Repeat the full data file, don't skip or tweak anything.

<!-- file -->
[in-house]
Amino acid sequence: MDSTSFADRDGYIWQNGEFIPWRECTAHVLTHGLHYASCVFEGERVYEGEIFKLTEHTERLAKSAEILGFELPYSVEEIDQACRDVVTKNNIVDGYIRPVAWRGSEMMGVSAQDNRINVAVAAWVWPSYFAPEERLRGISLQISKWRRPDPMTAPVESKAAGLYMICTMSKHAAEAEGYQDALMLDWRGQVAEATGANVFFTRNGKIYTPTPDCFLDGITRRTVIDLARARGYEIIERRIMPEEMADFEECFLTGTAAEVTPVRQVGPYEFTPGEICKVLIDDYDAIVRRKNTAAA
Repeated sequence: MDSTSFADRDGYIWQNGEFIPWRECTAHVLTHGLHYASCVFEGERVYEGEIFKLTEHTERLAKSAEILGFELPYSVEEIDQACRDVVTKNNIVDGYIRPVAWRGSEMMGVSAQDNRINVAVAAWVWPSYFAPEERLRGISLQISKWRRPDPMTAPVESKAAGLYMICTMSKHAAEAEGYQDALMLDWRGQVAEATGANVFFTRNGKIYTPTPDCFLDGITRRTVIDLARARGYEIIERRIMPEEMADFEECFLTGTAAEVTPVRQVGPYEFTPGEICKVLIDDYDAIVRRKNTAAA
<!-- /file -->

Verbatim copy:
[in-house]
Amino acid sequence: MDSTSFADRDGYIWQNGEFIPWRECTAHVLTHGLHYASCVFEGERVYEGEIFKLTEHTERLAKSAEILGFELPYSVEEIDQACRDVVTKNNIVDGYIRPVAWRGSEMMGVSAQDNRINVAVAAWVWPSYFAPEERLRGISLQISKWRRPDPMTAPVESKAAGLYMICTMSKHAAEAEGYQDALMLDWRGQVAEATGANVFFTRNGKIYTPTPDCFLDGITRRTVIDLARARGYEIIERRIMPEEMADFEECFLTGTAAEVTPVRQVGPYEFTPGEICKVLIDDYDAIVRRKNTAAA
Repeated sequence: MDSTSFADRDGYIWQNGEFIPWRECTAHVLTHGLHYASCVFEGERVYEGEIFKLTEHTERLAKSAEILGFELPYSVEEIDQACRDVVTKNNIVDGYIRPVAWRGSEMMGVSAQDNRINVAVAAWVWPSYFAPEERLRGISLQISKWRRPDPMTAPVESKAAGLYMICTMSKHAAEAEGYQDALMLDWRGQVAEATGANVFFTRNGKIYTPTPDCFLDGITRRTVIDLARARGYEIIERRIMPEEMADFEECFLTGTAAEVTPVRQVGPYEFTPGEICKVLIDDYDAIVRRKNTAAA